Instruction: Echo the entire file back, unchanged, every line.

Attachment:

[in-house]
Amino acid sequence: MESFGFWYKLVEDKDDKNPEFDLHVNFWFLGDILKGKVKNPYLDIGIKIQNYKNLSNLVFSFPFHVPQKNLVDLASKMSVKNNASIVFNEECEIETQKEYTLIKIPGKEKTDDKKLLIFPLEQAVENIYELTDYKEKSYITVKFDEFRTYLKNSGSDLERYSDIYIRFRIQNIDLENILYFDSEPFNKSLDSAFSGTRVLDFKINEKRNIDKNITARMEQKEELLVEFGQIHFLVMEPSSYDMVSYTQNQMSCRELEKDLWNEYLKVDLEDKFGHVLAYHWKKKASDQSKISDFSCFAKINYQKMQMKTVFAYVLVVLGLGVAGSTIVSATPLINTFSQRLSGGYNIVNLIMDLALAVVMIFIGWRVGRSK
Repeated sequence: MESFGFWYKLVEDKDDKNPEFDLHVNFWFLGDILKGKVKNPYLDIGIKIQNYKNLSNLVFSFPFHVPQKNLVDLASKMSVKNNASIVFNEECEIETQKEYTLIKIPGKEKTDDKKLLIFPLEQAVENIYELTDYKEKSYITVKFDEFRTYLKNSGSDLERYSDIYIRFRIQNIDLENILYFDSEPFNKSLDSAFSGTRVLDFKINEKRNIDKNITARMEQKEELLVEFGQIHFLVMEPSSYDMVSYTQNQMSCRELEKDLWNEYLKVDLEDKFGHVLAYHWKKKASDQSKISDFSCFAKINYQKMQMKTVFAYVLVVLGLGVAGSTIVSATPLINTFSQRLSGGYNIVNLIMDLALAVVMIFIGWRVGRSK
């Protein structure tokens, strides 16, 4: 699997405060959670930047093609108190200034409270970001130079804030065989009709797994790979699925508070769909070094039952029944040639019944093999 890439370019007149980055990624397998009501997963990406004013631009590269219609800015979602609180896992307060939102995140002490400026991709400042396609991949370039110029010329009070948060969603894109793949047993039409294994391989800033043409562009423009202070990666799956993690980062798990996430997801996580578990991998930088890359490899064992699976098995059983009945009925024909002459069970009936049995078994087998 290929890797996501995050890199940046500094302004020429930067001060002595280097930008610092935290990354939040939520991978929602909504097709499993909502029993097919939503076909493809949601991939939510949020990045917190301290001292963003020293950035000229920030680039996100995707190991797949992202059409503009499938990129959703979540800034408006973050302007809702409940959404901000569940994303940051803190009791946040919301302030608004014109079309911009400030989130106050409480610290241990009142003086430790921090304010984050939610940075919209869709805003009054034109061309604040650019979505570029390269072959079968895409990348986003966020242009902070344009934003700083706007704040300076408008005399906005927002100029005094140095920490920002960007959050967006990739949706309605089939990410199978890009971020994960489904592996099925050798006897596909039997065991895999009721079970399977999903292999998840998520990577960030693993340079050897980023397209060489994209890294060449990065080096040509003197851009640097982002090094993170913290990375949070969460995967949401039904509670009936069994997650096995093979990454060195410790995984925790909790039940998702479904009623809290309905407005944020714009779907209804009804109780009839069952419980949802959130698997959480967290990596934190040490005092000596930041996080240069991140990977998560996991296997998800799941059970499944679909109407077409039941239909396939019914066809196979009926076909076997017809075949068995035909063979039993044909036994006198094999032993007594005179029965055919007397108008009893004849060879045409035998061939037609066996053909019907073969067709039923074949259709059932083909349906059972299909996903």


[in-house]
Amino acid sequence: MESFGFWYKLVEDKDDKNPEFDLHVNFWFLGDILKGKVKNPYLDIGIKIQNYKNLSNLVFSFPFHVPQKNLVDLASKMSVKNNASIVFNEECEIETQKEYTLIKIPGKEKTDDKKLLIFPLEQAVENIYELTDYKEKSYITVKFDEFRTYLKNSGSDLERYSDIYIRFRIQNIDLENILYFDSEPFNKSLDSAFSGTRVLDFKINEKRNIDKNITARMEQKEELLVEFGQIHFLVMEPSSYDMVSYTQNQMSCRELEKDLWNEYLKVDLEDKFGHVLAYHWKKKASDQSKISDFSCFAKINYQKMQMKTVFAYVLVVLGLGVAGSTIVSATPLINTFSQRLSGGYNIVNLIMDLALAVVMIFIGWRVGRSK
Repeated sequence: MESFGFWYKLVEDKDDKNPEFDLHVNFWFLGDILKGKVKNPYLDIGIKIQNYKNLSNLVFSFPFHVPQKNLVDLASKMSVKNNASIVFNEECEIETQKEYTLIKIPGKEKTDDKKLLIFPLEQAVENIYELTDYKEKSYITVKFDEFRTYLKNSGSDLERYSDIYIRFRIQNIDLENILYFDSEPFNKSLDSAFSGTRVLDFKINEKRNIDKNITARMEQKEELLVEFGQIHFLVMEPSSYDMVSYTQNQMSCRELEKDLWNEYLKVDLEDKFGHVLAYHWKKKASDQSKISDFSCFAKINYQKMQMKTVFAYVLVVLGLGVAGSTIVSATPLINTFSQRLSGGYNIVNLIMDLALAVVMIFIGWRVGRSK
């Protein structure tokens, strides 16, 4: 699997405060959670930047093609108190200034409270970001130079804030065989009709797994790979699925508070769909070094039952029944040639019944093999 890439370019007149980055990624397998009501997963990406004013631009590269219609800015979602609180896992307060939102995140002490400026991709400042396609991949370039110029010329009070948060969603894109793949047993039409294994391989800033043409562009423009202070990666799956993690980062798990996430997801996580578990991998930088890359490899064992699976098995059983009945009925024909002459069970009936049995078994087998 290929890797996501995050890199940046500094302004020429930067001060002595280097930008610092935290990354939040939520991978929602909504097709499993909502029993097919939503076909493809949601991939939510949020990045917190301290001292963003020293950035000229920030680039996100995707190991797949992202059409503009499938990129959703979540800034408006973050302007809702409940959404901000569940994303940051803190009791946040919301302030608004014109079309911009400030989130106050409480610290241990009142003086430790921090304010984050939610940075919209869709805003009054034109061309604040650019979505570029390269072959079968895409990348986003966020242009902070344009934003700083706007704040300076408008005399906005927002100029005094140095920490920002960007959050967006990739949706309605089939990410199978890009971020994960489904592996099925050798006897596909039997065991895999009721079970399977999903292999998840998520990577960030693993340079050897980023397209060489994209890294060449990065080096040509003197851009640097982002090094993170913290990375949070969460995967949401039904509670009936069994997650096995093979990454060195410790995984925790909790039940998702479904009623809290309905407005944020714009779907209804009804109780009839069952419980949802959130698997959480967290990596934190040490005092000596930041996080240069991140990977998560996991296997998800799941059970499944679909109407077409039941239909396939019914066809196979009926076909076997017809075949068995035909063979039993044909036994006198094999032993007594005179029965055919007397108008009893004849060879045409035998061939037609066996053909019907073969067709039923074949259709059932083909349906059972299909996903």